PVI Options

Options History

The Founding of the PVI Options Program
Options began, like many other educational innovations, with parents who wanted something better for their children. The Harringtons and the Alonsos wanted their children to have a Catholic education by attending PVI as their older siblings had. The Lees and the Armitages wanted their daughters to have an inclusive high school experience with strong academics. Only one such high school existed, and it was on the other side of the country. Could something be done, here and now, to give these students a better high school experience? From these early conversations in 1997 came the hard work which resulted in the PVI Options Program.

The time was right for this effort at modified inclusion – the US Conference of Catholic Bishops in 1978 issued a pastoral statement calling for fuller integration of the developmentally disabled into the life of the Christian community. PVI’s principal Fr. John Lyle was sympathetic to the cause, and diocesan Superintendent of Schools Dr. Timothy McNiff was interested and supportive. Anne Marie Chester, director of development for PVI, was willing to serve as liaison between parents and school. It remained for the parents to build the case.

Over the next year, that’s what they did. Parents raised the funds to fly Stephanie Lee, Fr. Lyle, and other PVI officials to Bellevue, Washington, to visit Eastside Catholic High School (ECHS) and learn more about their Options program. ECHS arranged an intensive series of presentations based on their 22 years’ experience, showing how Options could be implemented at PVI. On the recommendation of Dr. McNiff, an advisory board was formed, utilizing the expertise of special educators to help develop curricula, policy and logistics. Lee chaired and raised funds for this committee which met weekly, along with a parent advisory committee. More fundraising, and the parents were able to bring representatives from Eastside to PVI for the purpose of planning the introduction and integration of Options. Programs were developed and implemented to help faculty, staff and students understand this new program and how it could fit in at PVI, and a formal Programs and Policy Manual for Options was written. The wheels were in motion.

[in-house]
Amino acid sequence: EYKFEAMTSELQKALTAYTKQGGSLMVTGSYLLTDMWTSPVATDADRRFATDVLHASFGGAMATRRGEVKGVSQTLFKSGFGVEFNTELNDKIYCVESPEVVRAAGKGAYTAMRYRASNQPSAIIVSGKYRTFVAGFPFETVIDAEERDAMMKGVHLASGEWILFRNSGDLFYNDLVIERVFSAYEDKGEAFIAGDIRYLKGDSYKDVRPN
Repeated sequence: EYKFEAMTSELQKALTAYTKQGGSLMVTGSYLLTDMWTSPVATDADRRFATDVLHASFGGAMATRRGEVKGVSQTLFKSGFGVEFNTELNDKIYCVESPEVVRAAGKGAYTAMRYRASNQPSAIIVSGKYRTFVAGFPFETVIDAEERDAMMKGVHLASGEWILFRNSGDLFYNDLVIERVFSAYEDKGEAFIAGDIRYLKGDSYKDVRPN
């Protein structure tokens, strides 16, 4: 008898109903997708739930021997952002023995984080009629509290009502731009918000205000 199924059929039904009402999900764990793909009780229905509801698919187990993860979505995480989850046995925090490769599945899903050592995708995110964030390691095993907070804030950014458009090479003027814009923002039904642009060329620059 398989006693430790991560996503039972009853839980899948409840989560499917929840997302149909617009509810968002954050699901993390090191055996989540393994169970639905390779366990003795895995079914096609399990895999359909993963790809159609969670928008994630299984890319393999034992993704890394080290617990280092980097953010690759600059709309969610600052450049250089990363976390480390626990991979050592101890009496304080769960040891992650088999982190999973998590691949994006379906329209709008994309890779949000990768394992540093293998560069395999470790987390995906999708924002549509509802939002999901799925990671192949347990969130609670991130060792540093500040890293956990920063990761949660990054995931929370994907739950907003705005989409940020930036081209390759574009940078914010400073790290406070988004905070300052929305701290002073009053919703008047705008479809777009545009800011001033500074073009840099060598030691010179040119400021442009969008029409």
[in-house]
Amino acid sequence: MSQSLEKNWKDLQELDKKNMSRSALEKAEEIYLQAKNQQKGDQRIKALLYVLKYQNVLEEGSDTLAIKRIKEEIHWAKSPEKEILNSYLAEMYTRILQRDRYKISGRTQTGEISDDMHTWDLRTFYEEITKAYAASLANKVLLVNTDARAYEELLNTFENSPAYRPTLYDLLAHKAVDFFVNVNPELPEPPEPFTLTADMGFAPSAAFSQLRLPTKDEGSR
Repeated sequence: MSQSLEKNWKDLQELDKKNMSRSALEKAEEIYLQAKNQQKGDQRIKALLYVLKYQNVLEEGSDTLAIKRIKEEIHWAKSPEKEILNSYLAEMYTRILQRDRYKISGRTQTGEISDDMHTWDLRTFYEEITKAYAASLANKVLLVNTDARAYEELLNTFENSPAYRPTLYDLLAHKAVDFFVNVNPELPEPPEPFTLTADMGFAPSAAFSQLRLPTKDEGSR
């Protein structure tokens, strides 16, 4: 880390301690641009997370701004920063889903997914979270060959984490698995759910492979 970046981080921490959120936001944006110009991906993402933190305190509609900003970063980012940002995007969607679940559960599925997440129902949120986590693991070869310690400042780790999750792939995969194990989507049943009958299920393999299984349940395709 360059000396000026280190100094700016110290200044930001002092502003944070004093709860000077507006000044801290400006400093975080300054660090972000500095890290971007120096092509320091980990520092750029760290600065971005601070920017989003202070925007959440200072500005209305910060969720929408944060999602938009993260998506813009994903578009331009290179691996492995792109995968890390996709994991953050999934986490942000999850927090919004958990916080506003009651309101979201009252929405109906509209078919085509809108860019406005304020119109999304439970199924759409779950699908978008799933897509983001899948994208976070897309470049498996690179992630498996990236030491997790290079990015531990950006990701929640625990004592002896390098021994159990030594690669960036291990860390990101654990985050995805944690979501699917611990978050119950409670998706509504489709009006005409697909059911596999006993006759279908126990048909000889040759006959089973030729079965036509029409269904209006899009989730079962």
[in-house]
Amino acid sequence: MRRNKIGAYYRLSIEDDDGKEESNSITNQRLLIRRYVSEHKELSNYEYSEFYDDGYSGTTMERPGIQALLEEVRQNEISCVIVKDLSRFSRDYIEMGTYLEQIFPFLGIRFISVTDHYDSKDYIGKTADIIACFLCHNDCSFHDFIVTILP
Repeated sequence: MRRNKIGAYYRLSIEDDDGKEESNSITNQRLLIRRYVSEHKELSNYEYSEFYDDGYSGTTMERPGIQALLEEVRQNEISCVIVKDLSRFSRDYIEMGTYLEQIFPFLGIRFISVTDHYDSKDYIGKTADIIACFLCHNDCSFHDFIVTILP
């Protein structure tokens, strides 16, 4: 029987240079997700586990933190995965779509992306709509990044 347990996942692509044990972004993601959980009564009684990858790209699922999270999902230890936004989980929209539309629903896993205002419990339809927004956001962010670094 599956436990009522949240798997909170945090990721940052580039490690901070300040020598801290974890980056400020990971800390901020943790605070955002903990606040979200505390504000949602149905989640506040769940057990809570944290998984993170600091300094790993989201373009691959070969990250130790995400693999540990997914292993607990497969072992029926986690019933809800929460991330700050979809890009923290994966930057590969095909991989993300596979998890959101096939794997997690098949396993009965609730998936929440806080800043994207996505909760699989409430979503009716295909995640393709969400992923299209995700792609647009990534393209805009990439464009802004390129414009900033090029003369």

Leo Alonso scouted the building for room to house Options, and worked with the architect to redesign the space (a former janitor’s closet and stage lighting storage) on the second floor. A grant from the Knights of Columbus helped pay for the renovations, which were implemented by the volunteer labor of Options parents, teachers and the larger PVI community. Parents had raised over $200,000 just to fund start-up costs for Options, and would raise almost a half million more in the next few years.

Compared to the cost of educating students in the general education population, the cost of educating students in the Options program is significantly higher. Options was set up with the mandate that its parents would cover the gap between what tuition brought in, and the actual cost of running the program. This meant that Options parents, who already paid a higher tuition than the average PVI parent, were pledged to cover a deficit which some years exceeded $80,000. Fundraising took many forms, but always included two stints a month per family at the recycling center for Fairfax County, where parents and students would stack papers in the recycling bin maintained by the Catholic men’s group Alhambra, who gave generously to Options each year. This activity was affectionately known as “working the dump.” Numerous other fundraisers raised small amounts throughout the year, until 2005 when a major fundraiser chaired by Mary Donovan and Jo Rinkerman netted over $40,000, and became the model for the annual PVI Gala. Worries about money would always be a prime concern.